The Bible passage for meditation, prayer, and reflection for the week of January 25-31, 2015, is Psalm 12:3-6. In this psalm, David provides a warning against lies and deceitfulness.
May the Lord cut off all flattering lips,
the tongue that makes great boasts,
those who say, “With our tongue we will prevail,
our lips are with us; who is master over us?”
“Because the poor are plundered, because the needy groan,
I will now arise,” says the Lord;
“I will place him in the safety for which he longs.”
The words of the Lord are pure words,
like silver refined in a furnace on the ground,
purified seven times. (Psalm 12: 3-6, ESV)
We must always be alert for lies and deceitfulness. Satan uses lies. He twists the truth to suit his purpose. Only the Lord always speaks truthfully. We must be aware of our words too. We must strive to always speak the truth. This week, consider your words. Are they truthful? Do they honor the Lord?
The Bible passage for meditation, prayer, and reflection for the week of January 18-24, 2015, is Matthew 8:18-22. Jesus had just begun His earthly ministry, demonstrating His power to heal. People have not yet begun to understand the Jesus’ ministries is far more than magic tricks - He has come to bring salvation to all!
Now Jesus, when He saw the great throngs around Him, gave orders to cross to the other side [of the lake]. And a scribe came up and said to Him, Master, I will accompany You wherever You go. And Jesus replied to him, Foxes have holes and the birds of the air have lodging places, but the Son of Man has nowhere to lay His head. Another of the disciples said to Him, Lord, let me first go and bury [care for till death] my father. But Jesus said to him, Follow Me, and leave the dead [in sin] to bury their own dead. (Matthew 8:18-22, AMP)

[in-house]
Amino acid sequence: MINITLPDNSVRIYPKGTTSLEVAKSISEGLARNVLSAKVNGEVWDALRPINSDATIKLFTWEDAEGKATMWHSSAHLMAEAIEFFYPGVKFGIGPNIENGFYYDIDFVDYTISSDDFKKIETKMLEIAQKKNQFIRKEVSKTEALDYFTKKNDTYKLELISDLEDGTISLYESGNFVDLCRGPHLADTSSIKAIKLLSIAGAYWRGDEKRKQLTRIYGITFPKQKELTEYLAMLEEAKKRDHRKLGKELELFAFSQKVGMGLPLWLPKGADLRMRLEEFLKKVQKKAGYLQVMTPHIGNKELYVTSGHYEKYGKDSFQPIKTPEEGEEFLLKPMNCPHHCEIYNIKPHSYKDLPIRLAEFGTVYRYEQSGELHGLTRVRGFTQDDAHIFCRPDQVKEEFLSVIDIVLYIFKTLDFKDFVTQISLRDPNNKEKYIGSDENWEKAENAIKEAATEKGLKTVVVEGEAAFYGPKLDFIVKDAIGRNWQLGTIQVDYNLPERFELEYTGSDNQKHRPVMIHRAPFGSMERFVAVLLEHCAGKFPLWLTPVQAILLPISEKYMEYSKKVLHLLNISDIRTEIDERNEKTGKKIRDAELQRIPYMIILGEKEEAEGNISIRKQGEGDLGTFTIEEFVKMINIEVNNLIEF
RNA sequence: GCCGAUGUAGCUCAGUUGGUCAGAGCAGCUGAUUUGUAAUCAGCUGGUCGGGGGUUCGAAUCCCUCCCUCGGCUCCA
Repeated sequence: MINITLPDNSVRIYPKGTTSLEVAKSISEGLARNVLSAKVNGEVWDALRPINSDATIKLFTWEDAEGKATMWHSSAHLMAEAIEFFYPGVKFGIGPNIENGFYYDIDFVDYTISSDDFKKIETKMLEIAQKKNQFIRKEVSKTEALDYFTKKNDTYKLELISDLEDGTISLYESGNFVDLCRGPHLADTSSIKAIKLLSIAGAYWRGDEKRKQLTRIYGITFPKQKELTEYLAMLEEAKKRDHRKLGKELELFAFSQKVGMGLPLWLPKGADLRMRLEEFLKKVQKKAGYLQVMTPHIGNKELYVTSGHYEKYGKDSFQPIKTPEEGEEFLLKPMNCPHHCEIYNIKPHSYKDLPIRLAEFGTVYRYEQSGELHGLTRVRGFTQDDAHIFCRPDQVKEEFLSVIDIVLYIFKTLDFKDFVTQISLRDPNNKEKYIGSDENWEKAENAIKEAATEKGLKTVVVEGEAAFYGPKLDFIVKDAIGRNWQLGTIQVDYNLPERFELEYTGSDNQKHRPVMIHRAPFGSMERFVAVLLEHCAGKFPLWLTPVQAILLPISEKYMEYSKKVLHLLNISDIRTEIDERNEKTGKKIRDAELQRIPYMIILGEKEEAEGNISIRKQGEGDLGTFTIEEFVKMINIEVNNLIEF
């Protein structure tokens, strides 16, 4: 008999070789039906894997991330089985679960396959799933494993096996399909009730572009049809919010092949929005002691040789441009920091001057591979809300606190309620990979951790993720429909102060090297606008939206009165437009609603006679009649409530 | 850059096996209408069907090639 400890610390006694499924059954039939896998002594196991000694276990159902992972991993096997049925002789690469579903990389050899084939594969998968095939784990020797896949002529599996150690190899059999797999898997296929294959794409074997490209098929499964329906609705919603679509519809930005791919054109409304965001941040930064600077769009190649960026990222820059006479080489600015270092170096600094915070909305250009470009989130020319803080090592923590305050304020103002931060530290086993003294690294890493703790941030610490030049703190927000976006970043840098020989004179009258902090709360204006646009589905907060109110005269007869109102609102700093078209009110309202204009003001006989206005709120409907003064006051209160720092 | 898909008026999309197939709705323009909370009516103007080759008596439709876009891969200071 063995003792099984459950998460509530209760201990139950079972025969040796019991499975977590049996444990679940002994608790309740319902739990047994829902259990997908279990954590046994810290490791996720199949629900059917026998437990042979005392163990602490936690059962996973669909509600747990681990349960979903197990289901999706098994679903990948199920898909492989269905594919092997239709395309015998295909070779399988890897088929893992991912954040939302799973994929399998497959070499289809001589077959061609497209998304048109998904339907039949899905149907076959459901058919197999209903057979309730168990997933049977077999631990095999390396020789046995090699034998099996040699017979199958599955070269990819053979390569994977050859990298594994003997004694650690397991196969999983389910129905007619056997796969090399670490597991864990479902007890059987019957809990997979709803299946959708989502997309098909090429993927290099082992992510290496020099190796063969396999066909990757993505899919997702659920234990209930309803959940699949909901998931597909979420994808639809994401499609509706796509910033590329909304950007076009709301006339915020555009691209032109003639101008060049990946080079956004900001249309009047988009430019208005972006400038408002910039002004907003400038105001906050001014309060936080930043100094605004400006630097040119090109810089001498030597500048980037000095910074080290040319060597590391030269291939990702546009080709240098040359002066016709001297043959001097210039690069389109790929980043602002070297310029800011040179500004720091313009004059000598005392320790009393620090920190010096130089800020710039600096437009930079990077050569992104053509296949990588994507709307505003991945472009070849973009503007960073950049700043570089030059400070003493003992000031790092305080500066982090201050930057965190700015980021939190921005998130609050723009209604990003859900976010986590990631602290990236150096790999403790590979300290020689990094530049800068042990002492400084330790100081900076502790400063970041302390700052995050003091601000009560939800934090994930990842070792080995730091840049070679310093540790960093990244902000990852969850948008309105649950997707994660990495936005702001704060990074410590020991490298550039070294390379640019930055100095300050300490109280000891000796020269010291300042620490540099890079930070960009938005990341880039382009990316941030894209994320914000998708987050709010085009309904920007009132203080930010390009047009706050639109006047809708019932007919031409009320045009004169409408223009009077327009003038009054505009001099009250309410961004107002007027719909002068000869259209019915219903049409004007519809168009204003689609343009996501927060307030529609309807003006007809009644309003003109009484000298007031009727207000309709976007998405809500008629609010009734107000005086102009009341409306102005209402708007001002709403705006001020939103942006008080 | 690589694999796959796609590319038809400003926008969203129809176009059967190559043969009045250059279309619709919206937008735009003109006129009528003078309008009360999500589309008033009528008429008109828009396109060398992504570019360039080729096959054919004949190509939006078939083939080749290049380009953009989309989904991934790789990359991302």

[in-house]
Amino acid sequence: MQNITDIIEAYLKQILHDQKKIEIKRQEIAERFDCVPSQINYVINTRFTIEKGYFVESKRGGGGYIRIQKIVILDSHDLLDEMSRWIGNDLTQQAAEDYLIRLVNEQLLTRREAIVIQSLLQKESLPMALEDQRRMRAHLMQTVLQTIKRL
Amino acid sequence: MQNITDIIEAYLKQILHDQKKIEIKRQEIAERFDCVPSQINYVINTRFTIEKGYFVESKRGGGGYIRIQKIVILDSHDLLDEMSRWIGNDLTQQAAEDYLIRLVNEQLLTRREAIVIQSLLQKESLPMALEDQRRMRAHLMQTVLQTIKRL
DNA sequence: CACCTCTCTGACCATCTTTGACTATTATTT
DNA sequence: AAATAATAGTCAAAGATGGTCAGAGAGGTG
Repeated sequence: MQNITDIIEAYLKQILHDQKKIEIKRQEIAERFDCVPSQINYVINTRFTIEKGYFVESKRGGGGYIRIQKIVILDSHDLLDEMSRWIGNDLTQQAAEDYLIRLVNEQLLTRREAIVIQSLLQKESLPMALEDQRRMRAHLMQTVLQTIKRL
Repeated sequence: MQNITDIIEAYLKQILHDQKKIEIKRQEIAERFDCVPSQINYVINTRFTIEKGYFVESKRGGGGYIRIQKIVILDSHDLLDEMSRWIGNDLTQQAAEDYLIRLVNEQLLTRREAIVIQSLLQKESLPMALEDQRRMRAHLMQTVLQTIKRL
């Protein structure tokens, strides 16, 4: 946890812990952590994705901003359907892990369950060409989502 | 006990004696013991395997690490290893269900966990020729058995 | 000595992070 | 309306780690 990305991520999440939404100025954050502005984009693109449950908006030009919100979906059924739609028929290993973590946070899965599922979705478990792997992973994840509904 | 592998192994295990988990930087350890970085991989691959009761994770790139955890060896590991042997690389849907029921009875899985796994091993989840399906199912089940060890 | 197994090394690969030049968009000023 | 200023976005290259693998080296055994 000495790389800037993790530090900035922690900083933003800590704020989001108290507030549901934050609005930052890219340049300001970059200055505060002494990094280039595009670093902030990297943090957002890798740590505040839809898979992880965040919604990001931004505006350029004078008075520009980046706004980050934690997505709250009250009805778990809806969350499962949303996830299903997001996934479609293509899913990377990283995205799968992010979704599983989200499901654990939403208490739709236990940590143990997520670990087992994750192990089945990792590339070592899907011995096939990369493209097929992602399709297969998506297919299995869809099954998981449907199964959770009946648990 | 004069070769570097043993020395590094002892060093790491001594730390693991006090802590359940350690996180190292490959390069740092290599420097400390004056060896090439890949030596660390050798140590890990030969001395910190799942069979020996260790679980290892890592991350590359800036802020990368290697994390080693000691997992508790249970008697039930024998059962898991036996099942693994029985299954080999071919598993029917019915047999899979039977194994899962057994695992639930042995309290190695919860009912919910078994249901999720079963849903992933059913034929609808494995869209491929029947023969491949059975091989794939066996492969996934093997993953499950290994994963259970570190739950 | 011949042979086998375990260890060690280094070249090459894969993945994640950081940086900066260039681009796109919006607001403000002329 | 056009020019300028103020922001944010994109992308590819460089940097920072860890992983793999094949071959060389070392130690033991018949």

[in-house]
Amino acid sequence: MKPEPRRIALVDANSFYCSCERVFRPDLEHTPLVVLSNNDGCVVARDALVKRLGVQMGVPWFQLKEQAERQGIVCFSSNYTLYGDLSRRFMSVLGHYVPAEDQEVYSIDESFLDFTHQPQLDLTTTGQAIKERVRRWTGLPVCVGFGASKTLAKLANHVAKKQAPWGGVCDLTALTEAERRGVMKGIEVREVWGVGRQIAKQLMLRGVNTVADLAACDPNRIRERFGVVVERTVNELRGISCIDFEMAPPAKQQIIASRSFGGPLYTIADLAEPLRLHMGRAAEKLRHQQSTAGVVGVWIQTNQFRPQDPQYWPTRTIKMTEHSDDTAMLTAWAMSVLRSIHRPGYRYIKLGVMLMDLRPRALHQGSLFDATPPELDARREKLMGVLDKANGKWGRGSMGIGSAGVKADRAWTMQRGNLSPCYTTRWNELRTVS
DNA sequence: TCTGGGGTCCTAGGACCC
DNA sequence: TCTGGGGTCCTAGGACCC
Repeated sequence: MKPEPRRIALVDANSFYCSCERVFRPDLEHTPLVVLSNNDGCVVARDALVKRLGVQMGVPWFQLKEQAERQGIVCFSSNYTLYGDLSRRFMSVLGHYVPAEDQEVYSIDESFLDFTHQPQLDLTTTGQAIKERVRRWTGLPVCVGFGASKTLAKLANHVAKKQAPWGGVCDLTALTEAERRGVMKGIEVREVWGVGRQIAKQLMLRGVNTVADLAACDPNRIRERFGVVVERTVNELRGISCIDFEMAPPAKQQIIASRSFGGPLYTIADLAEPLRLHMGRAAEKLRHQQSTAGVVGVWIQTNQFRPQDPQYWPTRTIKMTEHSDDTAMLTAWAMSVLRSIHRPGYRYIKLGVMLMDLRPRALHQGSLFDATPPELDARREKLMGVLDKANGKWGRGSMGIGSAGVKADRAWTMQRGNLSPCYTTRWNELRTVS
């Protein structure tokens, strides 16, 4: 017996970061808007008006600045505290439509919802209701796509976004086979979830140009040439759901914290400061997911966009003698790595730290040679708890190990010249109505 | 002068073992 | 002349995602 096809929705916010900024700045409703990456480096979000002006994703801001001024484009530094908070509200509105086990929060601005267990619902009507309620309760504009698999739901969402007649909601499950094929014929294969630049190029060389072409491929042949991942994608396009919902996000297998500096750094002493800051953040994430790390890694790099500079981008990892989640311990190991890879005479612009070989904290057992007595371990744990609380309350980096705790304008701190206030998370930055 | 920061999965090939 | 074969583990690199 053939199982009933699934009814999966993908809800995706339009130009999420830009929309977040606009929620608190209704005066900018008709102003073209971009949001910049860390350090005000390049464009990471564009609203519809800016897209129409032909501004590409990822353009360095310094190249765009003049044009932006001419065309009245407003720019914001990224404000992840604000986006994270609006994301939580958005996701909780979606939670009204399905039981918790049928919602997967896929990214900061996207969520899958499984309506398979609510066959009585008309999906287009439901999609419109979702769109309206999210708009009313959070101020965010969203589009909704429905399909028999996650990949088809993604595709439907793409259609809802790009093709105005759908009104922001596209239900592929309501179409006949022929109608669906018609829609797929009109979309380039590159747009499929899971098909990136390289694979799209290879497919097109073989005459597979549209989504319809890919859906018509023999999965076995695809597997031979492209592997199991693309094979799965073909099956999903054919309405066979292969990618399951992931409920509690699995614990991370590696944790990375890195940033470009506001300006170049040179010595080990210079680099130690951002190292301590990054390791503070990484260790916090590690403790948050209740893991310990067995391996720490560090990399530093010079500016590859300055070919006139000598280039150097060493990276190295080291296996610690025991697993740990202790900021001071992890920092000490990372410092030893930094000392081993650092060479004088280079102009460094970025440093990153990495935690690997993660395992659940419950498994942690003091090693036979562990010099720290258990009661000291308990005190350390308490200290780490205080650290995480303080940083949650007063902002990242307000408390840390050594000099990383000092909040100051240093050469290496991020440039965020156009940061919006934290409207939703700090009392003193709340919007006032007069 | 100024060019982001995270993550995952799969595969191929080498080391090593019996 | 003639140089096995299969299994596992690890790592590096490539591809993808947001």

Woah! Wasn’t that a little harsh, Jesus? At first read it may seem that way, but we must look deeper! A scribe is a well-educated man, who can read, write, and speak well in public. Jesus knew the man’s heart, and, from the response Jesus gives, we can conclude that the man had more in his heart that following Jesus. From all the miracles Jesus had been performing, the man could have thought that Jesus was looking to set up shop and the man could ride Jesus’ coattails to success and wealth. Jesus corrects this mistaken impression. Jesus had no home, no place to lay His head. He relied on the generosity and hospitality of others. Of course, Jesus also had complete faith in His Father that, just as the fox has a hole and the bird a nest, a place would be provided for Him where ever he went.
To the second man, Jesus’ response also seems harsh, but again there is a lesson! The obvious message is that we should not let anyone or anything get in the way of following Jesus, even our family, however, there is more to the lesson. The man’s father had not died yet and could live for years. Why should that man wait for years to begin following Jesus? It was an excuse, and if a person is willing to create one excuse, they will create another and another and another and… God must be our first, second, and third priority in life!
As you meditate on, pray over, and reflect upon this week’s verse, consider where you have prioritized the Lord in your life.
The Bible passage for meditation, prayer, and reflection for the week of January 11-17, 2015, is Job 5:8-16. This passage is spoken by Eliphaz the Temanite, a friend of Job. He is the first of the friends to respond to Job.
“As for me, I would seek God,
and to God would I commit my cause,
who does great things and unsearchable,
marvelous things without number:
he gives rain on the earth
and sends waters on the fields;
he sets on high those who are lowly,
and those who mourn are lifted to safety.
He frustrates the devices of the crafty,
so that their hands achieve no success.
He catches the wise in their own craftiness,
and the schemes of the wily are brought to a quick end.
They meet with darkness in the daytime
and grope at noonday as in the night.